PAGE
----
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Summary:

Will Advanced Equities’ charges from the SEC, and subsequent settlement, linger as an issue for Bloom Energy? As part of the settlement, Advanced Equities has to attempt to accommodate any investor in the fund in question if they want to sell the securities.

Last month Chicago investment group Advanced Equities agreed to settle charges from the SEC that it misled investors while raising funds for an alternative energy company, revealed to be Bloom Energy. The settlement included paying $1 million, as well as other conditions, and two weeks ago one of those conditions landed on the doorstep of investors in the Advanced Equities funds that might cause problems for Bloom Energy.

As part of the settlement, Advanced Equities sent letters to all investors in its funds Greentech III and Greentech IV — which raised money for Bloom Energy — explaining the charges and the settlement from the SEC and asking the investors if they want to sell their securities in the company. Between January and late March 2009, Advanced Equities raised around $122 million from about 609 individual investors in Greentech III and Greentech IV, according to the SEC settlement documents.

The letter, dated October 16 and titled “Re: Your Investment in Bloom Energy Corporation,” says:

Should you wish to sell your membership interests in Advanced Equities Greentech III, LLC, or Advanced Equities Greentech IV, we will use our best efforts to find a buyer to acquire such interests, at the cost you paid to acquire them.

Advanced Equities says in its settlement documents with the SEC that it promised to:

Deliver, within 30 days of the entry of this Order, by certified U.S. mail, a copy of the Commission’s Order in this matter to each customer of Advanced Equities who invested in Company A at any time between January 1, 2009 and December 31, 2010. . . . [And also] Use its best efforts to locate purchasers for any of its customers who purchased the securities of Company A through Greentech III or Greentech IV in 2009 and who wish to sell their securities at a price equivalent to their original purchase price. [Company A is Bloom Energy].

This letter could be a slight problem for Bloom because if a large chunk of these investors want to sell, and are expecting a certain price, it could add complications for Bloom’s overall fund raising. The company is very capital intensive and as of this summer was reported to be looking to raise another $150 million, which would bring its total funds raised to $800 million over its 11-year lifetime.

Bloom is in a major growth phase right now, meaning it needs more and more cash to deliver on its installations, particularly when it sells its Bloom boxes through its power purchase agreement model (meaning the customer doesn’t pay the upfront cost of the installation). The last thing Bloom needs is financing complications right now.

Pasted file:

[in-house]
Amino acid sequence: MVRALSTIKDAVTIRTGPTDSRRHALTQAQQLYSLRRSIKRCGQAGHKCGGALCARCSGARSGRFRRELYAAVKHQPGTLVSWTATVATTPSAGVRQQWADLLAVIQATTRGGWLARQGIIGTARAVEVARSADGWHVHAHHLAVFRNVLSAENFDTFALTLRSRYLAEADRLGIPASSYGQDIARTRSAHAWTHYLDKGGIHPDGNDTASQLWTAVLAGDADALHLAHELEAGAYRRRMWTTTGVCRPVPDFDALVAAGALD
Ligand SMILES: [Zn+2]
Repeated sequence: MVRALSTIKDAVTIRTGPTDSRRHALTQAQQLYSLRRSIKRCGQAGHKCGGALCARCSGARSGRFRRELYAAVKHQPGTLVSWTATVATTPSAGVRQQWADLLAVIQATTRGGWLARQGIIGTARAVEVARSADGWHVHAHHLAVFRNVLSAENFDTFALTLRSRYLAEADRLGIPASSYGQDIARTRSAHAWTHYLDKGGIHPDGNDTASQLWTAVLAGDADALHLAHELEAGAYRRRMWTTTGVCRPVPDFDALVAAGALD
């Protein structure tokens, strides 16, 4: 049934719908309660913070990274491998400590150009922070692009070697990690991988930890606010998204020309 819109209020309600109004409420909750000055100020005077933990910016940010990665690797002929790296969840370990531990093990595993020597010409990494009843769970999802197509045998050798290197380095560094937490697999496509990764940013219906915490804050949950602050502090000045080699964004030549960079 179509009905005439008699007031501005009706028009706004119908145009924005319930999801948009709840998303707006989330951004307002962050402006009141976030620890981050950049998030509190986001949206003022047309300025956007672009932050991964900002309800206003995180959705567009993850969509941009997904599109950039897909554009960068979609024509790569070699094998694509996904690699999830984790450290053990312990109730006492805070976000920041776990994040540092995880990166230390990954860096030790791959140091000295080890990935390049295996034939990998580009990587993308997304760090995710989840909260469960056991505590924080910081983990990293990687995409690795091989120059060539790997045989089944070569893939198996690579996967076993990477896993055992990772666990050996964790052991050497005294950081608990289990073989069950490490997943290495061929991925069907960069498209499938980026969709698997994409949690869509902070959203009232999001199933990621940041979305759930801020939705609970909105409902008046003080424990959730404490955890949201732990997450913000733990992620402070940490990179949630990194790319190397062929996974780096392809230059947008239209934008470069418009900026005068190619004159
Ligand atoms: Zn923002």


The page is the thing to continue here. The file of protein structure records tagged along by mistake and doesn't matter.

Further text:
It’s also hard enough to raise money for greentech firms these days — venture firms are increasingly moving away from supporting greentech, and limited partners are even asking their investors not to use their funds for greentech. The SEC settlement around Bloom’s fund raise back in 2009 and 2010 just adds more suspicion for these investors.

At the same time, the valuation of the company this summer was reportedly $2.7 billion pre-money, which is considerably higher than the $1.45 billion pre-money valuation that Advanced Equities was selling it for back in early 2009. So the price itself might not be a huge concern.

However, SEC charges are never a great thing to be associated with any company when they need to raise money. Bloom Energy is one of the most capital intensive firms in greentech — rivaling fund raises by Solyndra and Fisker. And no doubt a lot of its investors have been hoping for an IPO soon.

The SEC charges were originally over statements made by Advanced Equities co-founder Dwight Badger, who said Bloom Energy had more deals and had hit more milestones than it actually had in 2009. Badger told investors that Bloom Energy had an order for “2,000 [units] from the CIA,” which would have generated $2 billion in revenue for the company. But in reality Bloom Energy didn’t have any orders from the CIA at that time.

The SEC settlement documents only refer to Bloom Energy as “Company A,” and says: “During 2009, Company A operated in “stealth mode” meaning that it provided scant information to the public about its finances, operations or technology.” This was the year before Bloom Energy emerged to the public — in February 2010, Bloom appeared on 60 Minutes, and held a huge launch event.

  1. I learned about Bloom Energy for watching a British Broadcasting Corporation report on the company. The BBC programme focused on the technology and did not touch on its finances.
    It would be a great pity if good advanced and ecologically sound energy technology got torpedoed by financial shennigans or inadequate management. Systems similar to Bloom’s are being used in Britain by i’ts largest supermarket chain, and by all accounts problem free and within their economic benchmarks.

    C. ALEXANDER BROWN
    Technology Transfer & Development Specialist
    Former Programme Manager
    Canada’s national Energy Conservation & Renewable Energy Programme
    Rockcliffe Park
    Ottawa, CANADA.

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